Published on Monday, May 29, 2023

Europe | (Fiscal) Rules vs discretion

The rules versus discretion debate is back on the table, focusing not only this time on monetary policy (where central banks are having a hard time convincing the markets that inflation will return to target), but also on the reform of European fiscal rules.

Key points

  • Key points:
  • The reform of fiscal rules has been debated for years among international institutions and economists, and over time a certain consensus has emerged on a few key points.
  • Most would agree that it is better to focus on debt reduction than on the fiscal deficit target; better to minimize the use of unobserved variables (although some type of cyclical adjustment will inevitably have to be made); better to provide a degree of flexibility so as to avoid heavy adjustments during times of crisis; and better to use the public spending to GDP ratio (net of tax changes) as an adjustment variable than the structural deficit.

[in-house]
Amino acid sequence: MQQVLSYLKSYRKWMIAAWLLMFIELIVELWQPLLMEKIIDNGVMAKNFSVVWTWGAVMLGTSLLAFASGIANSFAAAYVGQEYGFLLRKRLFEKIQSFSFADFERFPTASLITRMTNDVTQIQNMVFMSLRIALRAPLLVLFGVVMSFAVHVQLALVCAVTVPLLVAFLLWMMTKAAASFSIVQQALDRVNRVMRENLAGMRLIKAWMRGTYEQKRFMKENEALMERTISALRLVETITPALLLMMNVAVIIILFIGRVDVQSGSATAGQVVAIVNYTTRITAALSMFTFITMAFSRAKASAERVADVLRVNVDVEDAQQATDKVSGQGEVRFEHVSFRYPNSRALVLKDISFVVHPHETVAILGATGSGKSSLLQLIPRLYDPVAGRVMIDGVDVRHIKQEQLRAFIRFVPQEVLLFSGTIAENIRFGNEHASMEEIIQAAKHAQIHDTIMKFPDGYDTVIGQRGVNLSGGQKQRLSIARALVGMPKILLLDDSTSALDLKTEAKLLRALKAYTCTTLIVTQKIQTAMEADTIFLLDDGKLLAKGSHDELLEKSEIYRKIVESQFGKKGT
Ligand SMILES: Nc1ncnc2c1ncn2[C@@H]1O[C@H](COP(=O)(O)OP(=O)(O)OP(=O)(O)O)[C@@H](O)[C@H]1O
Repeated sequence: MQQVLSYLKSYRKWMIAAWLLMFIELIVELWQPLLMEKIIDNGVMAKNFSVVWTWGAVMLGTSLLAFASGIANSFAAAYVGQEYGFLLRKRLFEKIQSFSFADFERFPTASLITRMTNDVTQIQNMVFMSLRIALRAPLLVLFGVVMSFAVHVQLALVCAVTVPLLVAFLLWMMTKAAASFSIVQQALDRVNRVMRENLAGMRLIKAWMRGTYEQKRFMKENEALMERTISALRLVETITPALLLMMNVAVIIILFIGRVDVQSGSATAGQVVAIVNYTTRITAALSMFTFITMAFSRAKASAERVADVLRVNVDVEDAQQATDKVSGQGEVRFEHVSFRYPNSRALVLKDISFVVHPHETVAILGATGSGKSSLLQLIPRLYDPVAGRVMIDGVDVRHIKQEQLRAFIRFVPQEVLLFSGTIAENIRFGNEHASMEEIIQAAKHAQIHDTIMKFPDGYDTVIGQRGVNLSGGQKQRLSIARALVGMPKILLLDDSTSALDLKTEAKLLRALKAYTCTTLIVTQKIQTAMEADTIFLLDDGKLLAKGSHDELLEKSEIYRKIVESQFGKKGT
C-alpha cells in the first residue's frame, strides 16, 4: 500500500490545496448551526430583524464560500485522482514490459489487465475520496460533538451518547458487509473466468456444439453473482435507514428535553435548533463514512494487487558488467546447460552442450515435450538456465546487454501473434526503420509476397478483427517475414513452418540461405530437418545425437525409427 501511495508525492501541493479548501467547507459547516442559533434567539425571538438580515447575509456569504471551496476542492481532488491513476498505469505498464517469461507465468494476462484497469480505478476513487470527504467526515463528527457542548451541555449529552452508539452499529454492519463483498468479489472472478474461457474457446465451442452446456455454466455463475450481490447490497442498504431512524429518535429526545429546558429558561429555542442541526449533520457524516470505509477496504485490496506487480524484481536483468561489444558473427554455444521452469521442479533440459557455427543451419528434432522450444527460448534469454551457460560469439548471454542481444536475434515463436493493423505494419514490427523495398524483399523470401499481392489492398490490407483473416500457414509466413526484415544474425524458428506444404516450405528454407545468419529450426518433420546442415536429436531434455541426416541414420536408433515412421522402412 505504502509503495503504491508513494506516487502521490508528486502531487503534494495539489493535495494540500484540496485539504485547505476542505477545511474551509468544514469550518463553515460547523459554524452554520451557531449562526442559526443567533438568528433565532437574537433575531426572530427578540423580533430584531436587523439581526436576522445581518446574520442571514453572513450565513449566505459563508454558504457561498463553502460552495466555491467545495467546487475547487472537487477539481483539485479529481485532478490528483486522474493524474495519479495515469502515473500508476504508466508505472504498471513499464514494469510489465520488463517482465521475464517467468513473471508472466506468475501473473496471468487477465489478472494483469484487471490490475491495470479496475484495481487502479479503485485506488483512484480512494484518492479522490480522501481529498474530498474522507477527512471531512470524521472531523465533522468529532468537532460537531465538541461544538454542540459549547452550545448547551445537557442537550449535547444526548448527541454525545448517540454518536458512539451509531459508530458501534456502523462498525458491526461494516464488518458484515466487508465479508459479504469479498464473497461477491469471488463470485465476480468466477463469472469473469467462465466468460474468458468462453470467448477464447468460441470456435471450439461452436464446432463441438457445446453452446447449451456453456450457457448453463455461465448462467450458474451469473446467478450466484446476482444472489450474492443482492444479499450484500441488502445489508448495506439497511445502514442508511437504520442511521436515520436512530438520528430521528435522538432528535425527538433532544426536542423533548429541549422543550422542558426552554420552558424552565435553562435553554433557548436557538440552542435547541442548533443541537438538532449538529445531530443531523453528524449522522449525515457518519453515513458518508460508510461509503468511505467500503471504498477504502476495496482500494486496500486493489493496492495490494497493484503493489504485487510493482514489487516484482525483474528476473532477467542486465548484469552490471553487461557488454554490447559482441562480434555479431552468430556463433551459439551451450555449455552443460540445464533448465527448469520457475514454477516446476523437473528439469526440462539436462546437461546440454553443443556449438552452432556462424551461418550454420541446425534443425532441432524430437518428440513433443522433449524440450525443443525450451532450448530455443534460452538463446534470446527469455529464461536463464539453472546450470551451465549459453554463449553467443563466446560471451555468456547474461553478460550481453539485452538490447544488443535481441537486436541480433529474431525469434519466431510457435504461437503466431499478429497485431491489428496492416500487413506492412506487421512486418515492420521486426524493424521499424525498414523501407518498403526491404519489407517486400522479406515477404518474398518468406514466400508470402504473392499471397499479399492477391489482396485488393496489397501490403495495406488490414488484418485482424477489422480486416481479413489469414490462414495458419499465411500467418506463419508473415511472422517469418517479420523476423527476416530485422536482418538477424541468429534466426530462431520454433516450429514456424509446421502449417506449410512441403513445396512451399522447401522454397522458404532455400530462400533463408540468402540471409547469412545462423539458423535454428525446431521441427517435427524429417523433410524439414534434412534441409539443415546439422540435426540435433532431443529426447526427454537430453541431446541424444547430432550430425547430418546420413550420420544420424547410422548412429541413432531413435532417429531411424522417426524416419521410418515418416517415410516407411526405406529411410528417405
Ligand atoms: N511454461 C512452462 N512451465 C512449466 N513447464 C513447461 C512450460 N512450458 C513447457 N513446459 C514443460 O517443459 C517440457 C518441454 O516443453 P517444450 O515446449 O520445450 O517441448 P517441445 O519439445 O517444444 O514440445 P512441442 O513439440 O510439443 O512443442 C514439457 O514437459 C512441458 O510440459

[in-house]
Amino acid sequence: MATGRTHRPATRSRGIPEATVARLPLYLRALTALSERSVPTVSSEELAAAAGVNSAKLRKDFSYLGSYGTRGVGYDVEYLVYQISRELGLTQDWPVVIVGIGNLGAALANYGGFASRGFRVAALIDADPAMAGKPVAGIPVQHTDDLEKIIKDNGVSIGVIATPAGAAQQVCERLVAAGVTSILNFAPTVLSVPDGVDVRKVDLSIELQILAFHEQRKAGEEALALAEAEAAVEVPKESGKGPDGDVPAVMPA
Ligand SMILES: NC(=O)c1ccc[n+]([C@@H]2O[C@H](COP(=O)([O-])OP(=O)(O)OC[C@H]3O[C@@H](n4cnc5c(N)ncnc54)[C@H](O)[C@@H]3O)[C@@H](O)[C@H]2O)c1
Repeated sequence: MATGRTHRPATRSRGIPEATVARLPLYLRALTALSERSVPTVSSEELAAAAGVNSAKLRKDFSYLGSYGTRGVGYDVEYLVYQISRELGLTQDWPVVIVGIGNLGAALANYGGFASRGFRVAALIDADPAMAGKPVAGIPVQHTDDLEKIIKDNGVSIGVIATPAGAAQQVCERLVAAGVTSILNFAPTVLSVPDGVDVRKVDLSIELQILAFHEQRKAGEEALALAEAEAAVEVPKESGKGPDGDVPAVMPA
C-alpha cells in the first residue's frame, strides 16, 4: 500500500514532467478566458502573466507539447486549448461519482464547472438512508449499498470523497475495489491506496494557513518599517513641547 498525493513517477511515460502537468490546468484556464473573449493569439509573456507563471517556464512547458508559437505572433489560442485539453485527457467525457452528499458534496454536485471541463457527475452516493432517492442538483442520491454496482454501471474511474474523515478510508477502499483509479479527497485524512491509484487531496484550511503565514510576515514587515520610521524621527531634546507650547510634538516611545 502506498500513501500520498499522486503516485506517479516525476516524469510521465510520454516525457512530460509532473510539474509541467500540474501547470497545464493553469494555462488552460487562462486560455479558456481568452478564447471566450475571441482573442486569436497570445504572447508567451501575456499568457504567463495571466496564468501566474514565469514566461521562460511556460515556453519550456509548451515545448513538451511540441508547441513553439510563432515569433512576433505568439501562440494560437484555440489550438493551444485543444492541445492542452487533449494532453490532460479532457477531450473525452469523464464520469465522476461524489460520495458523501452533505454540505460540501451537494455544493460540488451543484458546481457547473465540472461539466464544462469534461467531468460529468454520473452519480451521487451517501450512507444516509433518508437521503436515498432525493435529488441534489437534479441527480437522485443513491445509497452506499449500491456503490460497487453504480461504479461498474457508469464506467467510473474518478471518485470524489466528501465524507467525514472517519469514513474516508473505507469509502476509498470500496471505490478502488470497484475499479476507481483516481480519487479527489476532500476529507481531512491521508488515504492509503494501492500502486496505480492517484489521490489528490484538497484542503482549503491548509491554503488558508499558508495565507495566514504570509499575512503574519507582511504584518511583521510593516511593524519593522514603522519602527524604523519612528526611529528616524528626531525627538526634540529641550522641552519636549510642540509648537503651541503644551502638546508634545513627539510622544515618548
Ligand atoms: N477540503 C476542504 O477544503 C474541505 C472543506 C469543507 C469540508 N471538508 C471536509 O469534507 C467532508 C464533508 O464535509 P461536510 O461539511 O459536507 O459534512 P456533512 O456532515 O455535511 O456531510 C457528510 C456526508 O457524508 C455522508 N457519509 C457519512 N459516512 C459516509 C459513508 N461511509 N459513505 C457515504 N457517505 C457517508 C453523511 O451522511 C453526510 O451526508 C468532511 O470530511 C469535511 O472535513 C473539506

• The European Commission suggests a four- to seven-year framework for reducing debt paths based on its Debt Sustainability Analysis (DSA), where negotiated public expenditure paths would be proposed for countries with excessively high debt.
  • And, importantly, the resulting action plans cannot envision the entire adjustment taking place at the end of the period —so as not to pass on the burden to the next government— although it is unclear how this aspect could be implemented.
  • Germany, for one, is proposing annual reductions in the debt ratio for heavily indebted countries (of 1 percentage point of GDP per year). This has the advantage of being supremely simple, but runs the risk of being rather scattershot and of requiring excessive adjustments in times of crisis.

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